The S&P 500 snaps a six-day losing streak before Big Tech’s big profit rush

Stock markets have recovered from their recent slump on Monday.

But bearish strategists on Wall Street still see significant concerns that won’t go away anytime soon for stock investors.

With Federal Reserve expectations for rate cuts fading, signs of inflation remaining persistent and stocks still trading at above-average valuations, many believe the market is in a similar position to when they entered the three month-long decline began. and fall 2023.

“Price action may depend on earnings numbers and could stabilize in the near term,” JPMorgan chief market strategist Marko Kolanovic wrote in a note on Monday. “Beyond this, however, we think the sell-off should continue. We remain concerned about continued complacency in equity valuations, inflation remaining too high, further Fed rate hikes and the earnings outlook that the implied acceleration could also lead to this year. optimistic.”

“The current market story and patterns are increasingly resembling last summer, when upward inflation surprises and aggressive Fed revisions drove a correction in risky assets, but investor positioning now appears to be higher.”

Last summer, markets became increasingly pessimistic about the likelihood that the Fed would cut rates soon. This contributed to a rapid rise in bond yields, which ultimately weighed on stocks.

Julian Emanuel, who leads Evercore ISI’s equities, derivatives and quant strategy, recently told Yahoo Finance that things are looking similar to last summer.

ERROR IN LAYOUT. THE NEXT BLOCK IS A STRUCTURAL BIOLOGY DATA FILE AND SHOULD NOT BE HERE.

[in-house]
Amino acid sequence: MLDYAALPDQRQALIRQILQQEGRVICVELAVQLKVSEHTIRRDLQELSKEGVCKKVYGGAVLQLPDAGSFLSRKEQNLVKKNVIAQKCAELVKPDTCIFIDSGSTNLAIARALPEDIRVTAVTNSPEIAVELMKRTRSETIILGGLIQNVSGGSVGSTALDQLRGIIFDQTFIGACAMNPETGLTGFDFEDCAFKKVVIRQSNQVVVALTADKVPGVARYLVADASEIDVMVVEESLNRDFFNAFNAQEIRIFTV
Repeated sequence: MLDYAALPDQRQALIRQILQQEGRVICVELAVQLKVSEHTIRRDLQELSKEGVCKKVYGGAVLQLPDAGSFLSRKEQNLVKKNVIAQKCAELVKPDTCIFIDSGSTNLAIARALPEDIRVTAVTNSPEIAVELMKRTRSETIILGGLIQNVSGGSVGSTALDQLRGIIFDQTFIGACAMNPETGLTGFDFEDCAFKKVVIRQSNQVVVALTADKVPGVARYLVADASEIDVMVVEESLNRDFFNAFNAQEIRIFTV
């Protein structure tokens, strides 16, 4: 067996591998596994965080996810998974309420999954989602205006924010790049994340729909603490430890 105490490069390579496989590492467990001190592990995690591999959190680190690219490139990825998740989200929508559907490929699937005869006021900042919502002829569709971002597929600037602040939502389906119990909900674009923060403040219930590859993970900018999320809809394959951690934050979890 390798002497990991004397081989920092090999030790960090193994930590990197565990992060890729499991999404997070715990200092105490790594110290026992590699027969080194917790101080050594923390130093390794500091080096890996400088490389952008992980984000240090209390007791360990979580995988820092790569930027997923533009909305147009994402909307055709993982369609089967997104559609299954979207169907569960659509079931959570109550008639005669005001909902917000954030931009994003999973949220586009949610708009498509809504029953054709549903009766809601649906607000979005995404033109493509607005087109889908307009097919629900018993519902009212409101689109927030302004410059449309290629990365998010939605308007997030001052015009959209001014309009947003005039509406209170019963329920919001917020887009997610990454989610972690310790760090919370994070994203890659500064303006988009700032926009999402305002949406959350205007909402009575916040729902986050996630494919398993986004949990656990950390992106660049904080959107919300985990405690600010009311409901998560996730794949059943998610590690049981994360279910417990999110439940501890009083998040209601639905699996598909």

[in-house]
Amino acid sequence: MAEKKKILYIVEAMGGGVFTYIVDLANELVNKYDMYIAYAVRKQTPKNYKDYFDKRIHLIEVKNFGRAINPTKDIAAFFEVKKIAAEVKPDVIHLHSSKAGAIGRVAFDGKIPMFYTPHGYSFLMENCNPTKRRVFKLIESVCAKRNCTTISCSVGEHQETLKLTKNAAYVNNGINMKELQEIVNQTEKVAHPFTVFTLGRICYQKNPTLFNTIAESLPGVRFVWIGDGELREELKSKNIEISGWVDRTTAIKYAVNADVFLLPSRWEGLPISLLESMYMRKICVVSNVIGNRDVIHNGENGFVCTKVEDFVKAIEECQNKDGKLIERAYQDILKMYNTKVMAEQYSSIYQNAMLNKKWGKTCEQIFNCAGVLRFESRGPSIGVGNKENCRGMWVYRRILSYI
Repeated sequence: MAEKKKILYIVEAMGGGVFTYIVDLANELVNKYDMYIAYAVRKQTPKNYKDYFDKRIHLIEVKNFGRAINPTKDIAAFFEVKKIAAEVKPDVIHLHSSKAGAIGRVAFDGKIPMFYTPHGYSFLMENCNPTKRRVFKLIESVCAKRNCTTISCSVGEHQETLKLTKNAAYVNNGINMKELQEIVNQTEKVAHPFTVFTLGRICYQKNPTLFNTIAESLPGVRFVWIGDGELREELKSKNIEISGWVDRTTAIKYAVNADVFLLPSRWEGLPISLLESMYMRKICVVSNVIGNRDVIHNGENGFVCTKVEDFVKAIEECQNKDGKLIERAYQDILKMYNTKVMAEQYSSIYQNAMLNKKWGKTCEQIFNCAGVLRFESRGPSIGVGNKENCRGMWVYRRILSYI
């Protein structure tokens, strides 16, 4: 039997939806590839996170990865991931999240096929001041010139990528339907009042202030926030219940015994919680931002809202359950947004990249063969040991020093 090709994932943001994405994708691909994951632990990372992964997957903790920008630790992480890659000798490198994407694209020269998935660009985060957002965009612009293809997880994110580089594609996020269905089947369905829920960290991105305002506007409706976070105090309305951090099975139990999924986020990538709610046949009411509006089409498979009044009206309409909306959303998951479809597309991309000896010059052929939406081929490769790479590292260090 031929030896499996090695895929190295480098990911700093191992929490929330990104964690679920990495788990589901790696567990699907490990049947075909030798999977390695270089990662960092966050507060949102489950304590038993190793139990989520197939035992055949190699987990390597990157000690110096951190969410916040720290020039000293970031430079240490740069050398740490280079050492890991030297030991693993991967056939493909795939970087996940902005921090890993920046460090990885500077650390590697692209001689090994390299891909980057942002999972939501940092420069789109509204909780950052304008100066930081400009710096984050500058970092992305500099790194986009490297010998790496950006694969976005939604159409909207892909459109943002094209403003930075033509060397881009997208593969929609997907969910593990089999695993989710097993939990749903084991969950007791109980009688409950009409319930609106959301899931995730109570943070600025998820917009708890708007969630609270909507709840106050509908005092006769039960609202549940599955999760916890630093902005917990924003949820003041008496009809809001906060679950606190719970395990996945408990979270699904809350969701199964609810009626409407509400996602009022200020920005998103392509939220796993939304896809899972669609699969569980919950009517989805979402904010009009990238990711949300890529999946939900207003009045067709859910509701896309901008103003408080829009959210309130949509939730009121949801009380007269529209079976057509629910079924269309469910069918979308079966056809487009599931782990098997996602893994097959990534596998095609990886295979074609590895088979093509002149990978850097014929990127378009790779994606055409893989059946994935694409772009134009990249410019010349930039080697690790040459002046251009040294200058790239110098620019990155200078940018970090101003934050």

Emanuel has been keeping a close eye on two-year Treasury yields, which recently topped 5% for the first time since November 2023. The shares were then sold simultaneously with the move.

“The reason this may be more concerning right now is because of the implicit promise that markets have traded in three (Fed rate) cuts that have been reversed,” Emanuel said. “And if you look at March, I think it’s far more than a coincidence that the market literally came back off the highs just as the market started pricing in less than the three promised cuts.”

Morgan Stanley Chief Investment Officer Mike Wilson wrote in a research note on Sunday that with 10-year Treasury yields (^TNX) now well above the critical 4.35% to 4.40% level he had been looking at, higher interest rates could put pressure on shares. valuations are improving.

“If yields remain at current levels over the next three months, interest rates could see a ~5% decline within that period, all else being equal (which would equate to 4700-4800 on the S&P 500)” , Wilson wrote.

Wilson notes that at higher returns, any increase from here on out “will have to be earned largely through earnings increases rather than multiple expansion.”

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